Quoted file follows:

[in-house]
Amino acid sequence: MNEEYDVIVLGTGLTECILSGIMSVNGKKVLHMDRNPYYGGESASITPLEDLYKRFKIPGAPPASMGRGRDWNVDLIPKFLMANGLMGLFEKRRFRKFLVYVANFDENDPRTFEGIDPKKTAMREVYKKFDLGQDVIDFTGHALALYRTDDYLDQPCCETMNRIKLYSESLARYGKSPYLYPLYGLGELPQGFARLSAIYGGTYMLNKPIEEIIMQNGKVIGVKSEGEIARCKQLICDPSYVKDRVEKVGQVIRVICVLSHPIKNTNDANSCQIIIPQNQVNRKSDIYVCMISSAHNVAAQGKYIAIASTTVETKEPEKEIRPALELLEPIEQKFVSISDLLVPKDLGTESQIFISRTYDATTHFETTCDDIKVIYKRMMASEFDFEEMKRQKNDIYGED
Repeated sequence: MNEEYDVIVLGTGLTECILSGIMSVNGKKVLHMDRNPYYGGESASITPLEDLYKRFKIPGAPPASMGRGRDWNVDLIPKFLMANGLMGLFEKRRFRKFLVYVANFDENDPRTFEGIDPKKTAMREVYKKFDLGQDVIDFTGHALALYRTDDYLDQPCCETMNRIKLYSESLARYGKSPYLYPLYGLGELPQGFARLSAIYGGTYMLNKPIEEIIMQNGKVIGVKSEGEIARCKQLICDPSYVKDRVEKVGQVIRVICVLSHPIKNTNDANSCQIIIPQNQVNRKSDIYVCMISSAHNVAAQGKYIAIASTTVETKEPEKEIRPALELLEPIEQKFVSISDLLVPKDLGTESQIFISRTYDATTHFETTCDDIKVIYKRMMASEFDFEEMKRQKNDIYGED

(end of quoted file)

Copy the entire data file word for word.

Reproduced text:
[in-house]
Amino acid sequence: MNEEYDVIVLGTGLTECILSGIMSVNGKKVLHMDRNPYYGGESASITPLEDLYKRFKIPGAPPASMGRGRDWNVDLIPKFLMANGLMGLFEKRRFRKFLVYVANFDENDPRTFEGIDPKKTAMREVYKKFDLGQDVIDFTGHALALYRTDDYLDQPCCETMNRIKLYSESLARYGKSPYLYPLYGLGELPQGFARLSAIYGGTYMLNKPIEEIIMQNGKVIGVKSEGEIARCKQLICDPSYVKDRVEKVGQVIRVICVLSHPIKNTNDANSCQIIIPQNQVNRKSDIYVCMISSAHNVAAQGKYIAIASTTVETKEPEKEIRPALELLEPIEQKFVSISDLLVPKDLGTESQIFISRTYDATTHFETTCDDIKVIYKRMMASEFDFEEMKRQKNDIYGED
Repeated sequence: MNEEYDVIVLGTGLTECILSGIMSVNGKKVLHMDRNPYYGGESASITPLEDLYKRFKIPGAPPASMGRGRDWNVDLIPKFLMANGLMGLFEKRRFRKFLVYVANFDENDPRTFEGIDPKKTAMREVYKKFDLGQDVIDFTGHALALYRTDDYLDQPCCETMNRIKLYSESLARYGKSPYLYPLYGLGELPQGFARLSAIYGGTYMLNKPIEEIIMQNGKVIGVKSEGEIARCKQLICDPSYVKDRVEKVGQVIRVICVLSHPIKNTNDANSCQIIIPQNQVNRKSDIYVCMISSAHNVAAQGKYIAIASTTVETKEPEKEIRPALELLEPIEQKFVSISDLLVPKDLGTESQIFISRTYDATTHFETTCDDIKVIYKRMMASEFDFEEMKRQKNDIYGED